Is it cause or effect? The ginaissance has firmly established gin as the trendy drink du jour. More people are drinking it and more distillers and brands are entering the market. Is this fuelling the demand or simply a market-led response? Who knows? But what is becoming crystal clear is that gin makers are having to become ever more innovative and resourceful to carve out even a small space in the gin market.
If there was a prize for the most beautiful and impressively designed gin bottle, and for all I know there may well be one, Generous Gin would be up there amongst the leading contenders. It is a stunning, white vase-shaped bottle covered with the images of botanicals in black – the organic version of the gin uses green. In the centre of the front of a bottle is a black label with white script, informing the prospective purchaser that it is called Generous Gin and that it is “delightfully fresh and aromatic.” The label at the rear gives more information about the product.
Generous is a French gin which, rather like G-Vine Floraisson, comes from the Cognac region, and bottled by Odevie SAS, who are to be found in La Rochefoucauld. The bottle proudly proclaims its French provenance. According to the manufacturers, it is their attempt to create a “simple gin” which highlights the “best of what French tradition can offer: great natural ingredients, combined with a high precision of distillation in small pot-stills” and one which can give “the best Gin and Tonic.” Their aim, they state, is to produce “a smooth and aromatic gin which combines fruity, floral and spicy scents with an extraordinary freshness.” No lack of ambition there, then.
From what I can establish, there are six botanicals which make up the gin – juniper, citrus, red pepper, jasmine and elder flower – some of which are macerated and others distilled. The process is not quite clear but then it’s the product rather than the process that we should concern ourselves with.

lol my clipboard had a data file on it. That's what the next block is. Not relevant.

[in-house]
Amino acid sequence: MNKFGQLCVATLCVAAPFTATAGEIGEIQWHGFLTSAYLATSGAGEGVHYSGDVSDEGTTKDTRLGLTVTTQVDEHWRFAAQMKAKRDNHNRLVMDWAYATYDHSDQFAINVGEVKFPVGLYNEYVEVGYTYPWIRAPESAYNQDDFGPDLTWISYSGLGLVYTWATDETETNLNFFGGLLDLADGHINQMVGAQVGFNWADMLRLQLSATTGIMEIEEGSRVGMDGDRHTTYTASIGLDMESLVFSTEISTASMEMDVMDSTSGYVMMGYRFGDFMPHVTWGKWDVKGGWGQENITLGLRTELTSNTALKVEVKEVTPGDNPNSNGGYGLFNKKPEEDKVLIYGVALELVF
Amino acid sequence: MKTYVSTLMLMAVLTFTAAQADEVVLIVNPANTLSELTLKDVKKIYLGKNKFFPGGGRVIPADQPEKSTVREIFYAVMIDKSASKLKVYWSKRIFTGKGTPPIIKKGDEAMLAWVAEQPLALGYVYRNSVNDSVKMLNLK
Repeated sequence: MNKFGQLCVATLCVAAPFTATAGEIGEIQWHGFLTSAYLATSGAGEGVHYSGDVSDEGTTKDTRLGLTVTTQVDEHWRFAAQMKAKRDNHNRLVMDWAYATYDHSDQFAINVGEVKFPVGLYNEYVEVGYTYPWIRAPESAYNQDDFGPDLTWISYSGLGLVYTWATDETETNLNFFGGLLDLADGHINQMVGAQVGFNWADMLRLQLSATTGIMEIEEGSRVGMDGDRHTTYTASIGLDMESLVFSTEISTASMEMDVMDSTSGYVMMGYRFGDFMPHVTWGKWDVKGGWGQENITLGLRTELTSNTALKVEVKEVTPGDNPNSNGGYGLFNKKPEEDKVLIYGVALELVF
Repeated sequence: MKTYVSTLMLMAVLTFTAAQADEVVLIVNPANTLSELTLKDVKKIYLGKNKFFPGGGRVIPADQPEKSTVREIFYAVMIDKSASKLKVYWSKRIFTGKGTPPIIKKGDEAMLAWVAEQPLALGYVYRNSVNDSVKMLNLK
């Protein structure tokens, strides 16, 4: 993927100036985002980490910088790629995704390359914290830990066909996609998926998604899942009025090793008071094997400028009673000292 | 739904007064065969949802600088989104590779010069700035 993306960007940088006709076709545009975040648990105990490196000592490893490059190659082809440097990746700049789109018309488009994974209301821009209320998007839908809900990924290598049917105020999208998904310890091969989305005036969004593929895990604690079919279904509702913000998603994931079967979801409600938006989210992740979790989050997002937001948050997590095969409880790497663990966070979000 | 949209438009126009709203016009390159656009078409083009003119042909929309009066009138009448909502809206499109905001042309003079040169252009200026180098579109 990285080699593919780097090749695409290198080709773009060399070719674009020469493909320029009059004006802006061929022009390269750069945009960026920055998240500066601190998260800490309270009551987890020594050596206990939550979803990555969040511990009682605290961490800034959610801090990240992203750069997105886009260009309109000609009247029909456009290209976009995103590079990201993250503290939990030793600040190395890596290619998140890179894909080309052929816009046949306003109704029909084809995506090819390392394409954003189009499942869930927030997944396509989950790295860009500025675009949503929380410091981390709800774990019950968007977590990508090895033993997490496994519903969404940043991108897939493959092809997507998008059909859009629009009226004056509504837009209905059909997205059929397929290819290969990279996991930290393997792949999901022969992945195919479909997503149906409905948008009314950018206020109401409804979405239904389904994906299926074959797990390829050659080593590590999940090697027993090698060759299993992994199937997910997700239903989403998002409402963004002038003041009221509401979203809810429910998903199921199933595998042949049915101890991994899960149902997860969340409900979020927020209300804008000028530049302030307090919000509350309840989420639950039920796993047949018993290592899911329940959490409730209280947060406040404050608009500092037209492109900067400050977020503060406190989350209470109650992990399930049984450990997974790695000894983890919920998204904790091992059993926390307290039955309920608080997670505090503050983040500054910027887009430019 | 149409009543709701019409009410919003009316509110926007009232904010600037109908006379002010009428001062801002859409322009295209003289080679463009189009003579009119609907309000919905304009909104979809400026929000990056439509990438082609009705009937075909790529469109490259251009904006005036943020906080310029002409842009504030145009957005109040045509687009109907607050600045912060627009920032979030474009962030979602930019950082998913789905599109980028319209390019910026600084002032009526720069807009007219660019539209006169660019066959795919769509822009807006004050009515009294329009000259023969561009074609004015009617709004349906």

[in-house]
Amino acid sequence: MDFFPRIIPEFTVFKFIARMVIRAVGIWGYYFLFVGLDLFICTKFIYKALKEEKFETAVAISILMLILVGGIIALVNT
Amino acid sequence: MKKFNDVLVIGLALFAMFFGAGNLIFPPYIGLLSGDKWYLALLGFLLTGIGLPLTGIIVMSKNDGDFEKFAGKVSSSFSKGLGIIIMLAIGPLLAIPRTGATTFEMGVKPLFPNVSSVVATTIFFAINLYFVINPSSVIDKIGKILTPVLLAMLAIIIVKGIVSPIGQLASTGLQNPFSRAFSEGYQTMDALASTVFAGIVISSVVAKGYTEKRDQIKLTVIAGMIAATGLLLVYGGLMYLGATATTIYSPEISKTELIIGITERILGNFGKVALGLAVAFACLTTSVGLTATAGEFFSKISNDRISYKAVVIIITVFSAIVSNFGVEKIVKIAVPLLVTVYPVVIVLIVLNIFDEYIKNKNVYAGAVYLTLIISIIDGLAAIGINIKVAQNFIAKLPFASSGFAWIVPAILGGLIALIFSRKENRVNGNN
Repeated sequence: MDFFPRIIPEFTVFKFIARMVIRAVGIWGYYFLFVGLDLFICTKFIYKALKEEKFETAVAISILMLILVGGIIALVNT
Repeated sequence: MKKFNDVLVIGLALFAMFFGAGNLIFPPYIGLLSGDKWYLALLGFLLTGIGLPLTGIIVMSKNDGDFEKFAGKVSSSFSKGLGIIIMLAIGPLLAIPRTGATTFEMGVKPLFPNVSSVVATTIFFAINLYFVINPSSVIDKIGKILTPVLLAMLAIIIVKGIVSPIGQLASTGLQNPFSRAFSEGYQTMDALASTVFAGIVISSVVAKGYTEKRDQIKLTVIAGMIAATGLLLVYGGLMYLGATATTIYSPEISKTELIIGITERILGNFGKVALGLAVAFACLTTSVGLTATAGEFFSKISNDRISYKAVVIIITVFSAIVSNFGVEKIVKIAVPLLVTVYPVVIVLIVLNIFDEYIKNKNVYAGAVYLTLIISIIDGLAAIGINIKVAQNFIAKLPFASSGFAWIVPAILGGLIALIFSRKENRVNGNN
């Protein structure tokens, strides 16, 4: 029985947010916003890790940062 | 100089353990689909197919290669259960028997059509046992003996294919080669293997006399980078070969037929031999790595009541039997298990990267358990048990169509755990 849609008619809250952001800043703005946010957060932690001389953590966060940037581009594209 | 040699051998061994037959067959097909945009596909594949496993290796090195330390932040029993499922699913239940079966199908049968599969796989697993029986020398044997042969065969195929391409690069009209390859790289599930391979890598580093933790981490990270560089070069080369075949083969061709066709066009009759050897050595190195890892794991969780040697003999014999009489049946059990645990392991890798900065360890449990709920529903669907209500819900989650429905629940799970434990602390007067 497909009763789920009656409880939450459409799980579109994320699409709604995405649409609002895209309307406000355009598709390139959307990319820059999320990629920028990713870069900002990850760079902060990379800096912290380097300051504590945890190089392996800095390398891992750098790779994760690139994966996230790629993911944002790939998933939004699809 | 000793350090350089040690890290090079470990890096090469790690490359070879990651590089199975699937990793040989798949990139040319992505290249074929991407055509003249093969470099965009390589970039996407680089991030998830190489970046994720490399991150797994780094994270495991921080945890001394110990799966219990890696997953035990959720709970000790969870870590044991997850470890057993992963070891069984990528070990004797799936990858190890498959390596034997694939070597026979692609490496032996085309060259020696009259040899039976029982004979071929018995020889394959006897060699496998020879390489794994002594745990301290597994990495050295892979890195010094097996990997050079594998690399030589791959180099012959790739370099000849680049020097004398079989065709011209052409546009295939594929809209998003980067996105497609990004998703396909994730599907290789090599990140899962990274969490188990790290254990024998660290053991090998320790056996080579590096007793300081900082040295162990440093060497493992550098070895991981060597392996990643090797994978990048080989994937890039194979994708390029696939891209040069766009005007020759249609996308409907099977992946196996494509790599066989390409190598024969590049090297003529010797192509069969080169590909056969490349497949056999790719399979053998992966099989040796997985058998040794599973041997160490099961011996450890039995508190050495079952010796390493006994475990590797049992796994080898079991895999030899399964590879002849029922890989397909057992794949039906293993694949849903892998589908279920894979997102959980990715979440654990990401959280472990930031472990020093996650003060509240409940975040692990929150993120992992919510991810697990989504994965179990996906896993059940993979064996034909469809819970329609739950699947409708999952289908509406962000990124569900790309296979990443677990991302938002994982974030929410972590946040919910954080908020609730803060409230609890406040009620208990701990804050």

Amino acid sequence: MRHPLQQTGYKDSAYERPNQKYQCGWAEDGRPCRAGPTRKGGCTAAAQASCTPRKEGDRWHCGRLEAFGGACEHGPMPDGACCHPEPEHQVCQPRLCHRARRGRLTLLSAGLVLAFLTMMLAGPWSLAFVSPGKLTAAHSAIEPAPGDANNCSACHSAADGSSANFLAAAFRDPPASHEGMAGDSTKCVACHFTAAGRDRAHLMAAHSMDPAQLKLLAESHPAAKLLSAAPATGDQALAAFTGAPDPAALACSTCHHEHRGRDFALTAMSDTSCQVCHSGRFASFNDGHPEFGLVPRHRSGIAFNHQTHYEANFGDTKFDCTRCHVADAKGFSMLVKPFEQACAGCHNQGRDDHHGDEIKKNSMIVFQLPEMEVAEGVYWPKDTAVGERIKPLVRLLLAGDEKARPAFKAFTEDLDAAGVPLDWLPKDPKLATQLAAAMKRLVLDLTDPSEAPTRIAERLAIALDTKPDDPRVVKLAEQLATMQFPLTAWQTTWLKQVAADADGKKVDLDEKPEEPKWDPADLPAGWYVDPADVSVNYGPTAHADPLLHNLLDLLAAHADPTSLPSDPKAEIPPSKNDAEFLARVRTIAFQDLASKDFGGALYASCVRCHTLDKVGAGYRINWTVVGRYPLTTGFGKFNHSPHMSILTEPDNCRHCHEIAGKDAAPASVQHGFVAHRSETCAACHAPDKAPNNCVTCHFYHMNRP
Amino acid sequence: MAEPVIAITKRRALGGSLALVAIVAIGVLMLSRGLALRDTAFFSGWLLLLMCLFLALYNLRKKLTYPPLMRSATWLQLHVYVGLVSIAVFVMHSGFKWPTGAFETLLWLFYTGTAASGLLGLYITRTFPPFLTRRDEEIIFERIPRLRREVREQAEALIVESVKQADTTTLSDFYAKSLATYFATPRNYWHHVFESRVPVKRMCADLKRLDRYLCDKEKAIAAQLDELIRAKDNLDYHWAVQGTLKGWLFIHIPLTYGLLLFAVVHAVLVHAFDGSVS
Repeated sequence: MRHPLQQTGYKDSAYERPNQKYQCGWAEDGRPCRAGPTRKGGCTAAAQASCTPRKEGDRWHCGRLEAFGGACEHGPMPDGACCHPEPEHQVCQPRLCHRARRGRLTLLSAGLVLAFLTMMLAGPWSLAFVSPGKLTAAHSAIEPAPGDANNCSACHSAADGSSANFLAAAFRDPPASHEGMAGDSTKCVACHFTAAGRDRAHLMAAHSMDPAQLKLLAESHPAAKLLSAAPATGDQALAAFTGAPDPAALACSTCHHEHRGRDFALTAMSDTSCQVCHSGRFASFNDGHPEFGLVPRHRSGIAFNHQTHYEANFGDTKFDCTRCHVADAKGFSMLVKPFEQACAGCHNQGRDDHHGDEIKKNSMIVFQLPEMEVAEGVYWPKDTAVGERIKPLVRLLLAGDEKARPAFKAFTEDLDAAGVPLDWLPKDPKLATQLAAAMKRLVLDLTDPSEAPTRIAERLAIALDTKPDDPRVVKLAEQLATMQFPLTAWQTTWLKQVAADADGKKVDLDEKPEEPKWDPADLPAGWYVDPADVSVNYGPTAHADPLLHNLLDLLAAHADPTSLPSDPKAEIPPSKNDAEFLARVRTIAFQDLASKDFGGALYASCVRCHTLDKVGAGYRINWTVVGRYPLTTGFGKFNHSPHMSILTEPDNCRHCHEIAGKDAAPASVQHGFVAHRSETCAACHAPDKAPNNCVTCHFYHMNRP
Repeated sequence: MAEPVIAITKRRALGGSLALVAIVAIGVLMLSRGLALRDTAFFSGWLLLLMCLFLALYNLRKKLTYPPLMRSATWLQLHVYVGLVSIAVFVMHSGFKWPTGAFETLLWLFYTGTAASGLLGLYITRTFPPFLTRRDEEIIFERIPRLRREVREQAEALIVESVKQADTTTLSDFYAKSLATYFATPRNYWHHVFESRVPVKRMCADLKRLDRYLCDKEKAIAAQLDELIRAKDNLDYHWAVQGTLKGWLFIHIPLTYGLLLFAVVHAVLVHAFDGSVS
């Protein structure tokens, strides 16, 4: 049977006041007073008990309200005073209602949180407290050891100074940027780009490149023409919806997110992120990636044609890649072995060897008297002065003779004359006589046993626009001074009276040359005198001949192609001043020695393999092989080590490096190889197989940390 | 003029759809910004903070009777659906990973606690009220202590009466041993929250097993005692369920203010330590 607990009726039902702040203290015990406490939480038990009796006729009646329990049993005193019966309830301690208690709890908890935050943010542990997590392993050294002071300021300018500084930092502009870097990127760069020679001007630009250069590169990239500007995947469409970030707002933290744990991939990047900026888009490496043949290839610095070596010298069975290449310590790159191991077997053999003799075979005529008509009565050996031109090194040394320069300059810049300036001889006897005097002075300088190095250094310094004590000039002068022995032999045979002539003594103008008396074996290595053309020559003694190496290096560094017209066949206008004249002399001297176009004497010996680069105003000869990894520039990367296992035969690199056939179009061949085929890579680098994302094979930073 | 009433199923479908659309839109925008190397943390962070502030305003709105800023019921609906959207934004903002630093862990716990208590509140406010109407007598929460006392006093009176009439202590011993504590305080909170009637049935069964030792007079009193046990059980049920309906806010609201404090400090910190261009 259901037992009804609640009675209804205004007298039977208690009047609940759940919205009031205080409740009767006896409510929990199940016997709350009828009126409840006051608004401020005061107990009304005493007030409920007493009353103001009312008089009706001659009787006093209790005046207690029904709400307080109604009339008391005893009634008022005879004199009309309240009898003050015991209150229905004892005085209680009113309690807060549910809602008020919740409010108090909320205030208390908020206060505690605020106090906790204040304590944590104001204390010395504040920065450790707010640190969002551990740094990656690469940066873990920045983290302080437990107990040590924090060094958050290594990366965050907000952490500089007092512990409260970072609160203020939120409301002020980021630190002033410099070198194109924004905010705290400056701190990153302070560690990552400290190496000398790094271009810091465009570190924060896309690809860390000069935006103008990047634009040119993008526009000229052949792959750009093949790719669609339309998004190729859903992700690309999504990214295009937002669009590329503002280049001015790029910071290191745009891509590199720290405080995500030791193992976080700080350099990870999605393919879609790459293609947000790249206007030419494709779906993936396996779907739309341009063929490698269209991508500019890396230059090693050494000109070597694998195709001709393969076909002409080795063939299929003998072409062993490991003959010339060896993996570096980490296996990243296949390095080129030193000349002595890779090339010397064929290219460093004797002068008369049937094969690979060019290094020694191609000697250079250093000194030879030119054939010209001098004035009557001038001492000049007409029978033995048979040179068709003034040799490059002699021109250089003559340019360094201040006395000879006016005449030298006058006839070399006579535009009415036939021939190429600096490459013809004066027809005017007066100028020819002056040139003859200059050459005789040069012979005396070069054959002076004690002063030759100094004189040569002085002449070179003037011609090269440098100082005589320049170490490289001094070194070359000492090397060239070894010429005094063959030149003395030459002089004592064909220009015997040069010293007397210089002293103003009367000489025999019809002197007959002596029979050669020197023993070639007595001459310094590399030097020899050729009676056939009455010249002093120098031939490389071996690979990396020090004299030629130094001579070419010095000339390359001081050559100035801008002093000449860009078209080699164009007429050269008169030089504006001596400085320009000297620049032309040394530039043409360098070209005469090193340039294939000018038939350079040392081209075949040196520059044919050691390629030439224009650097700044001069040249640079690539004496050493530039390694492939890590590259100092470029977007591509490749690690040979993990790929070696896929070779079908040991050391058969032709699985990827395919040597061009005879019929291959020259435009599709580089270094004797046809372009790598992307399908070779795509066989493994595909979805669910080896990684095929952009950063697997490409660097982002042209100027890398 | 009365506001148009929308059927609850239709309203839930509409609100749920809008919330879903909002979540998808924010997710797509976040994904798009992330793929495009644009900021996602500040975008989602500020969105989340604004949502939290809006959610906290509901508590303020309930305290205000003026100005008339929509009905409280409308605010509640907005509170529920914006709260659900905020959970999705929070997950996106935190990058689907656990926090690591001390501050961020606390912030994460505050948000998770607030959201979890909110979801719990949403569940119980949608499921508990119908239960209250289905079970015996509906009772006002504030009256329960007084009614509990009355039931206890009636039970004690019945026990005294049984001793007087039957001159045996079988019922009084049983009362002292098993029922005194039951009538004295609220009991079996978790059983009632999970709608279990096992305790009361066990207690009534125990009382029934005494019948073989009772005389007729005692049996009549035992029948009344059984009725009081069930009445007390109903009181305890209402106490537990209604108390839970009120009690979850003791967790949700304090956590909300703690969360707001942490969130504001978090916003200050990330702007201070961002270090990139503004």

The bottle is a delight to touch and feel and opening the screwcap top unleashes a heady aroma of pine, citrus and flowers, quite delightful and somewhat intoxicating. If you get the impression that this is going to be a floral gin with the dial set at eleven, you would not be wrong when you take your first sip. The spirit, wonderfully crystal clear, has a very fresh taste to it with floral elements and spices to the fore. The juniper takes very much a backseat in this gin. The aftertaste is clean, fresh with a lingering sensation of dryness and at 44% ABV it packs a punch.
I could imagine myself sitting in a shady bower, seeking refuge from the harsh sun, breathing in the aromas and fragrances of the flowers which surround me, sipping a glass of Generous. The match between the floral notes of the gin and my surroundings would be perfect. But for everyday drinking, I miss the juniper lead and I found that if you were not careful with the mixer you used, you could seriously destabilise the fragile balance of the spirit. A very neutral tonic seems to work best for me, at least.
If you like a floral led gin, then this is definitely one to explore. For me, it will certainly feature on my summer gin-drinking menu. For the meantime the bottle will take pride of place on my gin shelf, standing like a Ming vase, until the sun starts to shine.
Until the next time, cheers!